G C Lichtenberg: “It is as if our languages were confounded: when we want a thought, they bring us a word; when we ask for a word, they give us a dash; and when we expect a dash, there comes a piece of bawdy.”

W H Auden: "But in my arms till break of day / Let the living creature lie. / Mortal, guilty, but to me/ The entirely beautiful."

Will Self: “To attempt to write seriously is always, I feel, to fail – the disjunction between my beautifully sonorous, accurate and painfully affecting mental content, and the leaden, halting sentences on the page always seems a dreadful falling short. It is this failure – a ceaseless threnody keening through the writing mind – that dominates my working life, just as an overweening sense of not having loved with enough depth or recklessness or tenderness dominates my personal one.”

John Gray: "Unlike Schopenhauer, who lamented the human lot, Leopardi believed that the best response to life is laughter. What fascinated Schopenhauer, along with many later writers, was Leopardi’s insistence that illusion is necessary to human happiness."

Art Spiegelman: "You know words in a way are hitting you on the left side of your brain, music and visual arts hit on the right side of the brain, so the idea is to pummel you, to send you from left brain to right brain and back until you're as unbalanced as I am."

विलास सारंग: "संदर्भ कुठलेही असोत, संस्कृत, इंग्रजी, बुद्धिवादी, तांत्रिक, इतिहासाचे, खगोलशास्त्राचे, आधुनिक पदार्थविज्ञानाचे, शिवकालीन व पेशवाईतील बखरीचे, अगणित ज्ञानक्षेत्रांचे, अशा वैविध्यपूर्ण ज्ञानावर लेखन- विशेषत: कवितालेखन- उभं राहत."

Monday, December 17, 2007

Butterfly with Stinger - James McNeill Whistler and D G Godse द ग गोडसे

Key to unravel great minds and their work often is to know what drove them - personalities, events etc.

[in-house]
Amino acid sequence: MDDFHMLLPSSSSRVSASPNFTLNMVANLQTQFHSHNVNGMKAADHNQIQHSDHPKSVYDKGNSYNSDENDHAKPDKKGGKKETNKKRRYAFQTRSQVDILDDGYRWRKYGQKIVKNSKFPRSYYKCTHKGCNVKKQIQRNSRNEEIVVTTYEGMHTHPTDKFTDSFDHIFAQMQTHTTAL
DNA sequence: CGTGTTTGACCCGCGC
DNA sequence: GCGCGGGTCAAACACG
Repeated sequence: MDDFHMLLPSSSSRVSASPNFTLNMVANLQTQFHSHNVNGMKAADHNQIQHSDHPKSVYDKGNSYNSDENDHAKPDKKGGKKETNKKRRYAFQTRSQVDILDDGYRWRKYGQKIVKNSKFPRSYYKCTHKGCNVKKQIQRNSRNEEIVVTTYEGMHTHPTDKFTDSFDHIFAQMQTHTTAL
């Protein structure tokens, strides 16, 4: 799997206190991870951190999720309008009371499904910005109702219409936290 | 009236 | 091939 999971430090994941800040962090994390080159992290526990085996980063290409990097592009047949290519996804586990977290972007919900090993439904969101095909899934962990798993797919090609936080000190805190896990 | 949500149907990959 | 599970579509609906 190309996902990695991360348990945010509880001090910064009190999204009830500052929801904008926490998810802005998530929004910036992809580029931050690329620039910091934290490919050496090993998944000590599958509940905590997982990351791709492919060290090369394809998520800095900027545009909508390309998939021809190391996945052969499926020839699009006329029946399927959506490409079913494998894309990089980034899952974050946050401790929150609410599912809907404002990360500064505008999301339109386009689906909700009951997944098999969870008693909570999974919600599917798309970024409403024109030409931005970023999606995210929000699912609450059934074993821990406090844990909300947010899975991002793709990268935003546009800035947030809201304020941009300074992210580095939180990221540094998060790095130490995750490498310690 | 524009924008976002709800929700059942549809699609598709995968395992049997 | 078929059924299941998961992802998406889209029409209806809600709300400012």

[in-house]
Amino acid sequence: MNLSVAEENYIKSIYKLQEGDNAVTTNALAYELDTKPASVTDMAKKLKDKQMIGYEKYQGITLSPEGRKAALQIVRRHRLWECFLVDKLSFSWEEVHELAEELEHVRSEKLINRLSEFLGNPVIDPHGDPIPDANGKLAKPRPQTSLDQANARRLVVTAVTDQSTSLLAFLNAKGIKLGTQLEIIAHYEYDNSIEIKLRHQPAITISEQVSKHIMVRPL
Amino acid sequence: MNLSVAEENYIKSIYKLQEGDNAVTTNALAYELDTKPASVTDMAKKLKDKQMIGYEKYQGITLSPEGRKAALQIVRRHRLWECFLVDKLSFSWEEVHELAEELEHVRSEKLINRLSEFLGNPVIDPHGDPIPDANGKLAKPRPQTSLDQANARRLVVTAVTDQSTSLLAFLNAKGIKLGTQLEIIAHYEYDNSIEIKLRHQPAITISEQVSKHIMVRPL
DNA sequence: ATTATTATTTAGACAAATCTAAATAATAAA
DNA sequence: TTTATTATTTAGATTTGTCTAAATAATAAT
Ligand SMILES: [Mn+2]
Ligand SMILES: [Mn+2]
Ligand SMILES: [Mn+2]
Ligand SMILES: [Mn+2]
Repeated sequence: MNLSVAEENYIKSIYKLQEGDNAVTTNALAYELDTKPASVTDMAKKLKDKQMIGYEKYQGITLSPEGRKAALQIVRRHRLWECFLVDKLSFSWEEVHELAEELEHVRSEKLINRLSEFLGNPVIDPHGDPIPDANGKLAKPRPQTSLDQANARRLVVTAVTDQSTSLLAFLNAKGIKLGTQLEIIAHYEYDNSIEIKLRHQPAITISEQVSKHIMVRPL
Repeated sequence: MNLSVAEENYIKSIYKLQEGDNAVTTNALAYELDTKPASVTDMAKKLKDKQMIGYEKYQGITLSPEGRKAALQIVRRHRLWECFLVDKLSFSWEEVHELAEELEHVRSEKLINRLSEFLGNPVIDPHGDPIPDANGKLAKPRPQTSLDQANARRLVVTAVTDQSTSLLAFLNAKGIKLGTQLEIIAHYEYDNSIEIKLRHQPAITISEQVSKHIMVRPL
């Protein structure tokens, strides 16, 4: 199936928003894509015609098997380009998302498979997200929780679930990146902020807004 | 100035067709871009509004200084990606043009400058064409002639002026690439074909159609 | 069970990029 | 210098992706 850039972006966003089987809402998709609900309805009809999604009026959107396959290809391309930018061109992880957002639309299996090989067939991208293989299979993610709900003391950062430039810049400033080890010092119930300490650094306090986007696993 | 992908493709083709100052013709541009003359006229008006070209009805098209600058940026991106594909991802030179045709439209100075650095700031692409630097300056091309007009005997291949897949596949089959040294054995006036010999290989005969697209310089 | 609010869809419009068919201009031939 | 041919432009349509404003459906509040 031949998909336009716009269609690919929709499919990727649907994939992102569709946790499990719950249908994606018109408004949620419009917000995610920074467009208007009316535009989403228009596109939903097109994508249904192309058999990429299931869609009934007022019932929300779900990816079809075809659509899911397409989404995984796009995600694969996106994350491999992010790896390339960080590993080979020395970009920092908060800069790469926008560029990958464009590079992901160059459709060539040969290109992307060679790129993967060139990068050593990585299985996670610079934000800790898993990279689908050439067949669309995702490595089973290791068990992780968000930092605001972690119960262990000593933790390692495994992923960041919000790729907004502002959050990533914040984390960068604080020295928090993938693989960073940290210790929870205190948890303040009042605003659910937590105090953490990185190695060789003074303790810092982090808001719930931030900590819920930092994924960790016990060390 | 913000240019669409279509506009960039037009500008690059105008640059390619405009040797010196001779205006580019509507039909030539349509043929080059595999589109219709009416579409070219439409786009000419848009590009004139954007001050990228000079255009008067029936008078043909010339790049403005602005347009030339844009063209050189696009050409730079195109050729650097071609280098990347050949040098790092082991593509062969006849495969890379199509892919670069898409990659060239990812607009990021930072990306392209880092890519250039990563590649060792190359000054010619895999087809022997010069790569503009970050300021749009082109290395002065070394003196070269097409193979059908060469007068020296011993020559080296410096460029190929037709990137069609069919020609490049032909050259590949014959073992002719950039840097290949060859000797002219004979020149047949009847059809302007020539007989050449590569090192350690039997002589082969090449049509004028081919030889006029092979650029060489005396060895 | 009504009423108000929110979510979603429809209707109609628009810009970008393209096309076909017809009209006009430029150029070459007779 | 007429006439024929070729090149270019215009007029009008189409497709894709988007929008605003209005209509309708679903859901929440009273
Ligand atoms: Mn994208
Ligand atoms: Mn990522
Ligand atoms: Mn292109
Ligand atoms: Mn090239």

Great D G Godse द ग गोडसे, who studied arts in pre-WW II England, I feel, was driven by two personalities all his life-Mastani मस्तानी (wife of First Bajirao Peshwa पहिला बाजीराव पेशवा 1699-1740) and artist James McNeill Whistler (1834 – 1903).

He was obsessed with Mastani and deeply influenced by Whistler.

Wikipedia describes Whistler as:

“an American-born, British-based painter and etcher. Averse to sentimentality in painting, he was a leading proponent of the credo "art for art's sake". He took to signing his paintings with a stylized butterfly, possessing a long stinger for a tail. The symbol was apt, for Whistler's art was characterized by a subtle delicacy, in contrast to his combative public persona. Finding a parallel between painting and music, Whistler titled many of his works 'harmonies' and 'arrangements'.”

I think most of it fits Godse too.

“Averse to sentimentality in art…art for art's sake… possessing a long stinger for a tail.. art was characterized by a subtle delicacy, in contrast to his combative public persona…”

“The Gentle Art Of Making Enemies” is a book by Whistler published in 1890. The book contains Whistler's letters to newspapers chronicling his many petty grievances against various acquaintances and friends.

Godse too could have written a book with the same title!

No wonder Godse wrote two wonderful essays on Whistler: “नांगी असलेले फुलपाखरू: 1 & 2” (Stinger Possessing Butterfly: 1 & 2) in 1989.

Thanks to poverty of Marathi publishing world, the book containing these essays is not well printed and has NO pictures, except the one on the cover (reproduced below left).



Artist: D G Godse द ग गोडसे c 1989 and James McNeill Whistler c 1890-1899

First time perhaps they appear together!